Ben Nadel
On User Experience (UX) Design, JavaScript, ColdFusion, Node.js, Life, and Love.
Ben Nadel at cf.Objective() 2013 (Bloomington, MN) with: Jesse Roach and Miguel Olivarez and Adam Presley
Ben Nadel at cf.Objective() 2013 (Bloomington, MN) with: Jesse Roach@jessewroach ) , Miguel Olivarez , and Adam Presley@adampresley )

StatsDGateway.cfc - A ColdFusion Module For Communicating With StatsD Servers

By Ben Nadel on
Tags: ColdFusion

A while back, I wrote an experimental ColdFusion module called GraphiteD.cfc. This was intended to allow ColdFusion applications to send statsD metrics to the statsD SaaS (Software as a Service), HostedGraphite.com. Most of the time, however, people are running a statsD server on their local network (which is what we do at InVision App). To communicate with the local statsD servier, I've created a ColdFusion module, StatsDGateway.cfc, which will send metrics to the local statsD daemon.


 
 
 

 
 
 
 
 

View the StatsDGatway.cfc project on my GitHub account.

Writing this module was motivated partly out of a need and partly out of a desire to get better at writing modular, cohesive code. Originally, this module started out a single component. But, after watching Corey Haine's presentation - Rules of Simple Design - I felt that my single component could be broken up into smaller, more focused components that could be easily swapped-out. Now, this ColdFusion module is composed of a series of smaller ColdFusion components that are focused on a single responsibility (or, at least, as best as my unfrozen caveman brain can build).

A the top level, the StatsDGateway.cfc provides a method to create the StatsDClient.cfc with the default settings:

  • StatsDGateway.createClient( host, port, prefix, suffix )

The above arguments are all optional and, if omitted, will use default values. The default client will send metrics over UDP to the statsD server, "localhost:8125". If the default client isn't good for you, can manually create the client and provide the appropriate implementations (which is what I am doing in the unit tests).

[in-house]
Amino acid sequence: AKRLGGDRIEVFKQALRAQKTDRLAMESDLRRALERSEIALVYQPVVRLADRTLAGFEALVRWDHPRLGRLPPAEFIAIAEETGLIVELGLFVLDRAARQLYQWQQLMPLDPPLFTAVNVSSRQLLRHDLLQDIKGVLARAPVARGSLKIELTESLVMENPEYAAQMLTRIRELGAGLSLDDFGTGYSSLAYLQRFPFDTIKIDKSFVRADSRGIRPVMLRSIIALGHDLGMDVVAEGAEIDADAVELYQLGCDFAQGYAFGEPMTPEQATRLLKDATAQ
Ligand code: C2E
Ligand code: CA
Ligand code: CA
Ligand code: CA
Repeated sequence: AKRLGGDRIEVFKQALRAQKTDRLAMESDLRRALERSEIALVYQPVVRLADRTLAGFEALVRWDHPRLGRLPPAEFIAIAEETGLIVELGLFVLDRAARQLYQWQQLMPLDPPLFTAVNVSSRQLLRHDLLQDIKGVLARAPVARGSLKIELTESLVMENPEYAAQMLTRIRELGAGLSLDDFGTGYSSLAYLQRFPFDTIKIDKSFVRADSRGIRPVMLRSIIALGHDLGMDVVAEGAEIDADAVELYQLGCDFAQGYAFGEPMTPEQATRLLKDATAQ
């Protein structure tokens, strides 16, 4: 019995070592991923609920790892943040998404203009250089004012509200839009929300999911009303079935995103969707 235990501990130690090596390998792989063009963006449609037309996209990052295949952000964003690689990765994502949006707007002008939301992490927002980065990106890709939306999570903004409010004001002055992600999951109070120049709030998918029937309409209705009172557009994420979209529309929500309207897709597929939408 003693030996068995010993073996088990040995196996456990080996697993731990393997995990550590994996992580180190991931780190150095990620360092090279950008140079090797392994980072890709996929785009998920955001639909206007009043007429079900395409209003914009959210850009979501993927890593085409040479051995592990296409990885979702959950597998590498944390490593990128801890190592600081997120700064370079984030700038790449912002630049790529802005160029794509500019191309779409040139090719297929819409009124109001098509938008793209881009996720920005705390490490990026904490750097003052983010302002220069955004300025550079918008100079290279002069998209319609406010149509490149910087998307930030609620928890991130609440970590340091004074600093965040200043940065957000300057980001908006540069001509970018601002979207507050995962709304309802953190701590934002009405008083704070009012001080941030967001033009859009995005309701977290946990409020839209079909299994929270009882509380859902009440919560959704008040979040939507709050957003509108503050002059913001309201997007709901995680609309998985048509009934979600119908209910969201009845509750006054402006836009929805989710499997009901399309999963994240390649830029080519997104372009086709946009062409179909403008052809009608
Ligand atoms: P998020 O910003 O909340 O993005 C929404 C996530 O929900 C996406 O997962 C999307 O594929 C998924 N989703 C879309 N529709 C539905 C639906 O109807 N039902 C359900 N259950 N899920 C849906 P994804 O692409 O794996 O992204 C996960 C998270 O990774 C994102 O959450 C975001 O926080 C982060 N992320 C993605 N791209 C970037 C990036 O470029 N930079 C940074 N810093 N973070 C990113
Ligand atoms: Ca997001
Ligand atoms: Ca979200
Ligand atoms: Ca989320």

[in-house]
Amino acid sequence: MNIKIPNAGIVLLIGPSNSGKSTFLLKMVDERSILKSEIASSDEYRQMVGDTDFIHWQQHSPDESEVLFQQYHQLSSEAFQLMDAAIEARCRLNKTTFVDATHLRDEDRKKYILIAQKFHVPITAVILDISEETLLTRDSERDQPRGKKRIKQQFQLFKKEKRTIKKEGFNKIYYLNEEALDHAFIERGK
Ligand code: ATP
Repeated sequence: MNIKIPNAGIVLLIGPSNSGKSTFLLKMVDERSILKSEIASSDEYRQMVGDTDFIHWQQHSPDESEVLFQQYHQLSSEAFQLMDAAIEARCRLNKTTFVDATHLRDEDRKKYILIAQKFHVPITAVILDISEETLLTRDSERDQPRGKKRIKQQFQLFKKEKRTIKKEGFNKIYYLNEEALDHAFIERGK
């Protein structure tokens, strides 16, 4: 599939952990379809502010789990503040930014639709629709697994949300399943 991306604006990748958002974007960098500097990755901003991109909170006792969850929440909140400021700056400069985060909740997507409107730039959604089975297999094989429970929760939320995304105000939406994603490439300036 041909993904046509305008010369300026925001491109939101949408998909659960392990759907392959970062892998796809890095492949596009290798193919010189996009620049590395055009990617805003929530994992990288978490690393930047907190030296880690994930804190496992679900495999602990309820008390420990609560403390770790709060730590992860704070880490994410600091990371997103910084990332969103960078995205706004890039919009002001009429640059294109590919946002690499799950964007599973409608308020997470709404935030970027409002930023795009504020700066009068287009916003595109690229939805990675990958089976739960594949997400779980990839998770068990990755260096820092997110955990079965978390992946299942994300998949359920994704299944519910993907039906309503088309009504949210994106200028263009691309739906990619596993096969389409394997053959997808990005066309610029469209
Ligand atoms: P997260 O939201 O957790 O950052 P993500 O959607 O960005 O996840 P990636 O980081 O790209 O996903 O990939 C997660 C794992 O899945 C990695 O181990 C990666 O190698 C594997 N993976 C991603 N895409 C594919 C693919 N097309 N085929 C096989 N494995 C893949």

Once you have an instance of the StatsDClient.cfc, you can use the following methods to send metrics:

  • count( key, delta [ , rate = 1 ] )
  • decrement( key [ , delta = 1 [ , rate = 1 ]] )
  • increment( key [ , delta = 1 [ , rate = 1 ]] )
  • gauge( key, value [ , rate = 1 ] )
  • incrementGauge( key, delta [ , rate = 1 ] )
  • decrementGauge( key, delta [ , rate = 1 ] )
  • timing( key, duration [ , rate = 1 ] )
  • unique( group, member [ , rate = 1 ] )

At InVision App, we started using statsD a couple of months ago; and, in that time, I've completely fallen in love with metrics! Having a metrics dashboard is like being able to watch the vital signs of your app while doing invasive surgery. And, a wonderful side-effect is that you can see which parts of your application are not being used, which can then be the evidence you need to remove deadweight from your code-base.

Shout-Out: I want to give a shout-out to Matt Walker's CFStatsD.cfc ColdFusion component. This is what we've been using up until now; and, in production, it's been really solid. Our problem is that locally, we rebuild our app with every request. This leads to the error, "Too many open files," since CFStatsD.cfc opens a socket every time it is instantiated. My module gets around this by opening and closing the socket with each message (which is part of the UDPTransport.cfc, which can be swapped out in different environments where sockets can be used more optimistically).




Reader Comments

Post A Comment

You — Get Out Of My Dreams, Get Into My Comments
Live in the Now
Oops!
Comment Etiquette: Please do not post spam. Please keep the comments on-topic. Please do not post unrelated questions or large chunks of code. And, above all, please be nice to each other - we're trying to have a good conversation here.